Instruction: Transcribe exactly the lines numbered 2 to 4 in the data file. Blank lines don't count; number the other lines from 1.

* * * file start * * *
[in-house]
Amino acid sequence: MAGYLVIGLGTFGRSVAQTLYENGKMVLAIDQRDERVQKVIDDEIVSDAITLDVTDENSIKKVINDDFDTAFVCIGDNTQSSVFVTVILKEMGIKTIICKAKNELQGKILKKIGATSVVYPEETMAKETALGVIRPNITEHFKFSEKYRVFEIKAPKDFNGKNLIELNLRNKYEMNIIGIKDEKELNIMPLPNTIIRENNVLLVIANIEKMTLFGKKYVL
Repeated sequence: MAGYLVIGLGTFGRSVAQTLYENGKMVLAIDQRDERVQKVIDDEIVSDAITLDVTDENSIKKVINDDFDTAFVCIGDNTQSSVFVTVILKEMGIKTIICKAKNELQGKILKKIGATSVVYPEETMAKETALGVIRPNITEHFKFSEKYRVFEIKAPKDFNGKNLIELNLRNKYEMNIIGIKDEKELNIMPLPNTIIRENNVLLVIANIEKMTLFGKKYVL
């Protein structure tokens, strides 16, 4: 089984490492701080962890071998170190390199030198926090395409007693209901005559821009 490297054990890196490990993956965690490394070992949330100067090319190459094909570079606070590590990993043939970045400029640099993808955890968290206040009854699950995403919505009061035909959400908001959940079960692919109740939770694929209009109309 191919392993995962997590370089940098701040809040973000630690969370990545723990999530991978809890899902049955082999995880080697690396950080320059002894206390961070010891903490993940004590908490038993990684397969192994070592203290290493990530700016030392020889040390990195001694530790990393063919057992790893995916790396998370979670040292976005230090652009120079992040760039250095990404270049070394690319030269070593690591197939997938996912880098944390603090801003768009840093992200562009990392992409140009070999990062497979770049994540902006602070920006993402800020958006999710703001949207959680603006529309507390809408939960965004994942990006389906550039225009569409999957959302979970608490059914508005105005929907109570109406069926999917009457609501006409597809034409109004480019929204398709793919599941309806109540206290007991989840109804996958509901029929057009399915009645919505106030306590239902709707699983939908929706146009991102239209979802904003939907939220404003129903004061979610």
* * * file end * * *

Amino acid sequence: MAGYLVIGLGTFGRSVAQTLYENGKMVLAIDQRDERVQKVIDDEIVSDAITLDVTDENSIKKVINDDFDTAFVCIGDNTQSSVFVTVILKEMGIKTIICKAKNELQGKILKKIGATSVVYPEETMAKETALGVIRPNITEHFKFSEKYRVFEIKAPKDFNGKNLIELNLRNKYEMNIIGIKDEKELNIMPLPNTIIRENNVLLVIANIEKMTLFGKKYVL
Repeated sequence: MAGYLVIGLGTFGRSVAQTLYENGKMVLAIDQRDERVQKVIDDEIVSDAITLDVTDENSIKKVINDDFDTAFVCIGDNTQSSVFVTVILKEMGIKTIICKAKNELQGKILKKIGATSVVYPEETMAKETALGVIRPNITEHFKFSEKYRVFEIKAPKDFNGKNLIELNLRNKYEMNIIGIKDEKELNIMPLPNTIIRENNVLLVIANIEKMTLFGKKYVL
């Protein structure tokens, strides 16, 4: 089984490492701080962890071998170190390199030198926090395409007693209901005559821009 490297054990890196490990993956965690490394070992949330100067090319190459094909570079606070590590990993043939970045400029640099993808955890968290206040009854699950995403919505009061035909959400908001959940079960692919109740939770694929209009109309 191919392993995962997590370089940098701040809040973000630690969370990545723990999530991978809890899902049955082999995880080697690396950080320059002894206390961070010891903490993940004590908490038993990684397969192994070592203290290493990530700016030392020889040390990195001694530790990393063919057992790893995916790396998370979670040292976005230090652009120079992040760039250095990404270049070394690319030269070593690591197939997938996912880098944390603090801003768009840093992200562009990392992409140009070999990062497979770049994540902006602070920006993402800020958006999710703001949207959680603006529309507390809408939960965004994942990006389906550039225009569409999957959302979970608490059914508005105005929907109570109406069926999917009457609501006409597809034409109004480019929204398709793919599941309806109540206290007991989840109804996958509901029929057009399915009645919505106030306590239902709707699983939908929706146009991102239209979802904003939907939220404003129903004061979610």